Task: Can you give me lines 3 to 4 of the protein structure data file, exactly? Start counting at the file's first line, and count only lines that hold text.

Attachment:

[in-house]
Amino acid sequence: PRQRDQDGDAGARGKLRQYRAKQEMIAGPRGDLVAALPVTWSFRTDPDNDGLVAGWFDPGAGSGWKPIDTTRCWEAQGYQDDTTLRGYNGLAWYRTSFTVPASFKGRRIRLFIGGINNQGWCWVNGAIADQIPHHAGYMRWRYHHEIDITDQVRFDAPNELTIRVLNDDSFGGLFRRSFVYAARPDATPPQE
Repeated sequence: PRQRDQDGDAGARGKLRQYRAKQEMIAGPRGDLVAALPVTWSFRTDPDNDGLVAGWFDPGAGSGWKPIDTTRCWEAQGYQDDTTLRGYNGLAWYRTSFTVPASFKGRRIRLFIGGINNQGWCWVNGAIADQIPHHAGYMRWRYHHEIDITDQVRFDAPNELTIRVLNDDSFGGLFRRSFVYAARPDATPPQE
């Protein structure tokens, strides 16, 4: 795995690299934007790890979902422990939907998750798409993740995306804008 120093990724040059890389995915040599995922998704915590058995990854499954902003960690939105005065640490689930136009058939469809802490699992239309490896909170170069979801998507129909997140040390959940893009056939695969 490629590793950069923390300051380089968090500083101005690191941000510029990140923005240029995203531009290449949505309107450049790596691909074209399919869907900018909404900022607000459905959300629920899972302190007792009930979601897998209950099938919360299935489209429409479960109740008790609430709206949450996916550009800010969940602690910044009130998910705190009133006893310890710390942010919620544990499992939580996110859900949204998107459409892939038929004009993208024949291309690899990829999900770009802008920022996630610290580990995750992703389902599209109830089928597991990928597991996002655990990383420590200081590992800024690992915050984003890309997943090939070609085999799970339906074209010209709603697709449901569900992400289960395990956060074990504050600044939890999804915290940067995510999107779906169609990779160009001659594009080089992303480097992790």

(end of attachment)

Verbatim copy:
Repeated sequence: PRQRDQDGDAGARGKLRQYRAKQEMIAGPRGDLVAALPVTWSFRTDPDNDGLVAGWFDPGAGSGWKPIDTTRCWEAQGYQDDTTLRGYNGLAWYRTSFTVPASFKGRRIRLFIGGINNQGWCWVNGAIADQIPHHAGYMRWRYHHEIDITDQVRFDAPNELTIRVLNDDSFGGLFRRSFVYAARPDATPPQE
């Protein structure tokens, strides 16, 4: 795995690299934007790890979902422990939907998750798409993740995306804008 120093990724040059890389995915040599995922998704915590058995990854499954902003960690939105005065640490689930136009058939469809802490699992239309490896909170170069979801998507129909997140040390959940893009056939695969 490629590793950069923390300051380089968090500083101005690191941000510029990140923005240029995203531009290449949505309107450049790596691909074209399919869907900018909404900022607000459905959300629920899972302190007792009930979601897998209950099938919360299935489209429409479960109740008790609430709206949450996916550009800010969940602690910044009130998910705190009133006893310890710390942010919620544990499992939580996110859900949204998107459409892939038929004009993208024949291309690899990829999900770009802008920022996630610290580990995750992703389902599209109830089928597991990928597991996002655990990383420590200081590992800024690992915050984003890309997943090939070609085999799970339906074209010209709603697709449901569900992400289960395990956060074990504050600044939890999804915290940067995510999107779906169609990779160009001659594009080089992303480097992790």